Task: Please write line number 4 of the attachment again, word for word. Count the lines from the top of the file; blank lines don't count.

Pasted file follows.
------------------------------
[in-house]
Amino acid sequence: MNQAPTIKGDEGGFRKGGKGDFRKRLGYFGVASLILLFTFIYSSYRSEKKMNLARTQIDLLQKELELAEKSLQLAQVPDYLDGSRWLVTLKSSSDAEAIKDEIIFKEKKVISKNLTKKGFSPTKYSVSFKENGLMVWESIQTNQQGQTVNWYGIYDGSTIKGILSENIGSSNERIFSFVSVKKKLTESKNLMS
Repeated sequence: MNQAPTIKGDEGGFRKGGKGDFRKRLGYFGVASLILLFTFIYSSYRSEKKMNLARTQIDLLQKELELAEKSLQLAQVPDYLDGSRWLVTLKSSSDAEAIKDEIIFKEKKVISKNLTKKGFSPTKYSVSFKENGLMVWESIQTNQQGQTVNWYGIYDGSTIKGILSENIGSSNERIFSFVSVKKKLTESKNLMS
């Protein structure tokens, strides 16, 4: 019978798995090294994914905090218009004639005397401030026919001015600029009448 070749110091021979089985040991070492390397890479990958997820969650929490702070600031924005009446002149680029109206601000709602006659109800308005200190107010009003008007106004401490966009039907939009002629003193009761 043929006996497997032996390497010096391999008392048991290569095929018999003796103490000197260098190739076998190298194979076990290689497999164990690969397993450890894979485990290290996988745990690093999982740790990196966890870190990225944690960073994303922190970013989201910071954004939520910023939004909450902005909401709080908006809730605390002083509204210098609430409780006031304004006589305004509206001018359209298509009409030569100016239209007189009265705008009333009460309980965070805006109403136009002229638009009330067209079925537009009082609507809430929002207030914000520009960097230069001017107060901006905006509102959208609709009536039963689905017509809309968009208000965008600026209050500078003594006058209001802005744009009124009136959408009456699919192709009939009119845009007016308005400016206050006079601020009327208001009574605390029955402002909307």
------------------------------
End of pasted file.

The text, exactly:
């Protein structure tokens, strides 16, 4: 019978798995090294994914905090218009004639005397401030026919001015600029009448 070749110091021979089985040991070492390397890479990958997820969650929490702070600031924005009446002149680029109206601000709602006659109800308005200190107010009003008007106004401490966009039907939009002629003193009761 043929006996497997032996390497010096391999008392048991290569095929018999003796103490000197260098190739076998190298194979076990290689497999164990690969397993450890894979485990290290996988745990690093999982740790990196966890870190990225944690960073994303922190970013989201910071954004939520910023939004909450902005909401709080908006809730605390002083509204210098609430409780006031304004006589305004509206001018359209298509009409030569100016239209007189009265705008009333009460309980965070805006109403136009002229638009009330067209079925537009009082609507809430929002207030914000520009960097230069001017107060901006905006509102959208609709009536039963689905017509809309968009208000965008600026209050500078003594006058209001802005744009009124009136959408009456699919192709009939009119845009007016308005400016206050006079601020009327208001009574605390029955402002909307």